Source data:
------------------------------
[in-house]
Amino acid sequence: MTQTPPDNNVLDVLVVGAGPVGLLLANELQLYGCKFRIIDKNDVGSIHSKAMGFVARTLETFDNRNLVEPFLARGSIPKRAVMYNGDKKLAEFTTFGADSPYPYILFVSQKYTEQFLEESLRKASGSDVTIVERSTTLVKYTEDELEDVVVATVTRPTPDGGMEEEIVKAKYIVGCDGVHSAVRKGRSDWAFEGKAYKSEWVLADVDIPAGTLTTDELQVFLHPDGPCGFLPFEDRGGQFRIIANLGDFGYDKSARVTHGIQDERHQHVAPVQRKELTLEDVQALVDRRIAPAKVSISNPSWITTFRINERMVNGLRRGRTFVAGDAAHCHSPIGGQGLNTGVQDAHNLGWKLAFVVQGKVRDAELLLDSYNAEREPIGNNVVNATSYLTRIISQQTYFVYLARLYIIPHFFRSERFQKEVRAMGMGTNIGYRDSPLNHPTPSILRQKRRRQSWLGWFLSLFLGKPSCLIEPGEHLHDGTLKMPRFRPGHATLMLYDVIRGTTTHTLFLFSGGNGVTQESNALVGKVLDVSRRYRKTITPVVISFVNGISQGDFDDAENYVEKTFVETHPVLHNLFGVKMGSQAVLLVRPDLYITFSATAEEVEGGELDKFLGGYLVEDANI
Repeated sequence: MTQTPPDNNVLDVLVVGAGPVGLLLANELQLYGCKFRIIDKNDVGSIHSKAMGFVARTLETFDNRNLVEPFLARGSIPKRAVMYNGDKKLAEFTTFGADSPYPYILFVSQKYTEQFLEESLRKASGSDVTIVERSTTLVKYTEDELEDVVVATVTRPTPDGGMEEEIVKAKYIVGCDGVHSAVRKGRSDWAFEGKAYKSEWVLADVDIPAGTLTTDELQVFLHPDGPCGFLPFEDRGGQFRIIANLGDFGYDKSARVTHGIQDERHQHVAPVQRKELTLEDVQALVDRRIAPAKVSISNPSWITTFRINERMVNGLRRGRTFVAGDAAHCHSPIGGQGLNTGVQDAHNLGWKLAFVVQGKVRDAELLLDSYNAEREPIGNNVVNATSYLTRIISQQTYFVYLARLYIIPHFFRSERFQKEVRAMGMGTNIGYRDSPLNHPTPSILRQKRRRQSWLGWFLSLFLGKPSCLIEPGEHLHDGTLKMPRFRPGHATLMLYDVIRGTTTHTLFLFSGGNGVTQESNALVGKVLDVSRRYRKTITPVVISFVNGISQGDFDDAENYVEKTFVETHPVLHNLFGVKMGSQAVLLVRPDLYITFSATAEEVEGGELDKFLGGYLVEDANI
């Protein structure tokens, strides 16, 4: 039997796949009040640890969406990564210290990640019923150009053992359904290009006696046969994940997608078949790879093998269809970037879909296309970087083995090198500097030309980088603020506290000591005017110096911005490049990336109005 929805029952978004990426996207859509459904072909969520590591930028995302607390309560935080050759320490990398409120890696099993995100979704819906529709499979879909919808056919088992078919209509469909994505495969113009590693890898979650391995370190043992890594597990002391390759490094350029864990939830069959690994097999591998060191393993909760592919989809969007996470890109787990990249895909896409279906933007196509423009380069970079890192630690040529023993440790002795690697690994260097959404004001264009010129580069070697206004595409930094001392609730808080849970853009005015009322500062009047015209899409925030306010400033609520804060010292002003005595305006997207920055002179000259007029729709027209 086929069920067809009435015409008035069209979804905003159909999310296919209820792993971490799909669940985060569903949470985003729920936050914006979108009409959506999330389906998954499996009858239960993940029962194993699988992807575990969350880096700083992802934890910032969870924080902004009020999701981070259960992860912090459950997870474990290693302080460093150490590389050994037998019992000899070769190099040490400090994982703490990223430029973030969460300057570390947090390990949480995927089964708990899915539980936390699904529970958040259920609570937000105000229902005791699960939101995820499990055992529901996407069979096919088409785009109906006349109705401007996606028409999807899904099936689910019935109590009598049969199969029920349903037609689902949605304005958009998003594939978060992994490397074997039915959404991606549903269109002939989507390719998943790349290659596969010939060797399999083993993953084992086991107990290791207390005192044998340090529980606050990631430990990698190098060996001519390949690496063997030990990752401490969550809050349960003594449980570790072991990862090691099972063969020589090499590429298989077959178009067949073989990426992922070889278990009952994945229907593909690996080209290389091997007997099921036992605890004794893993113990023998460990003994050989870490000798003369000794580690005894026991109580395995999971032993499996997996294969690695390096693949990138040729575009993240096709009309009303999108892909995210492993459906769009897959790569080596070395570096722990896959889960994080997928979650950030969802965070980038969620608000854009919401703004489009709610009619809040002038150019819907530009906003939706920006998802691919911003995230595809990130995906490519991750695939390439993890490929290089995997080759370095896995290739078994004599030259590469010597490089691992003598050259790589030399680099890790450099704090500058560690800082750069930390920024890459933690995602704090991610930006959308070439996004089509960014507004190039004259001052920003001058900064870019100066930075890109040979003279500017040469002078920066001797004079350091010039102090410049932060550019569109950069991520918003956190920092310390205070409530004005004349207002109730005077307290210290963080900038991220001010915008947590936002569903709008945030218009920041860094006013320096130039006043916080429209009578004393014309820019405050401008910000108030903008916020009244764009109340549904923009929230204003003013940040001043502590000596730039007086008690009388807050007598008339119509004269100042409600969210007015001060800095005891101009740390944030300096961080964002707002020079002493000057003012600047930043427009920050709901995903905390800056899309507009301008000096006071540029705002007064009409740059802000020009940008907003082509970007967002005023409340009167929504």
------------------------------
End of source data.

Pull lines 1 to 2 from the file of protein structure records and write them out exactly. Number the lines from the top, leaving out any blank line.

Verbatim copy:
[in-house]
Amino acid sequence: MTQTPPDNNVLDVLVVGAGPVGLLLANELQLYGCKFRIIDKNDVGSIHSKAMGFVARTLETFDNRNLVEPFLARGSIPKRAVMYNGDKKLAEFTTFGADSPYPYILFVSQKYTEQFLEESLRKASGSDVTIVERSTTLVKYTEDELEDVVVATVTRPTPDGGMEEEIVKAKYIVGCDGVHSAVRKGRSDWAFEGKAYKSEWVLADVDIPAGTLTTDELQVFLHPDGPCGFLPFEDRGGQFRIIANLGDFGYDKSARVTHGIQDERHQHVAPVQRKELTLEDVQALVDRRIAPAKVSISNPSWITTFRINERMVNGLRRGRTFVAGDAAHCHSPIGGQGLNTGVQDAHNLGWKLAFVVQGKVRDAELLLDSYNAEREPIGNNVVNATSYLTRIISQQTYFVYLARLYIIPHFFRSERFQKEVRAMGMGTNIGYRDSPLNHPTPSILRQKRRRQSWLGWFLSLFLGKPSCLIEPGEHLHDGTLKMPRFRPGHATLMLYDVIRGTTTHTLFLFSGGNGVTQESNALVGKVLDVSRRYRKTITPVVISFVNGISQGDFDDAENYVEKTFVETHPVLHNLFGVKMGSQAVLLVRPDLYITFSATAEEVEGGELDKFLGGYLVEDANI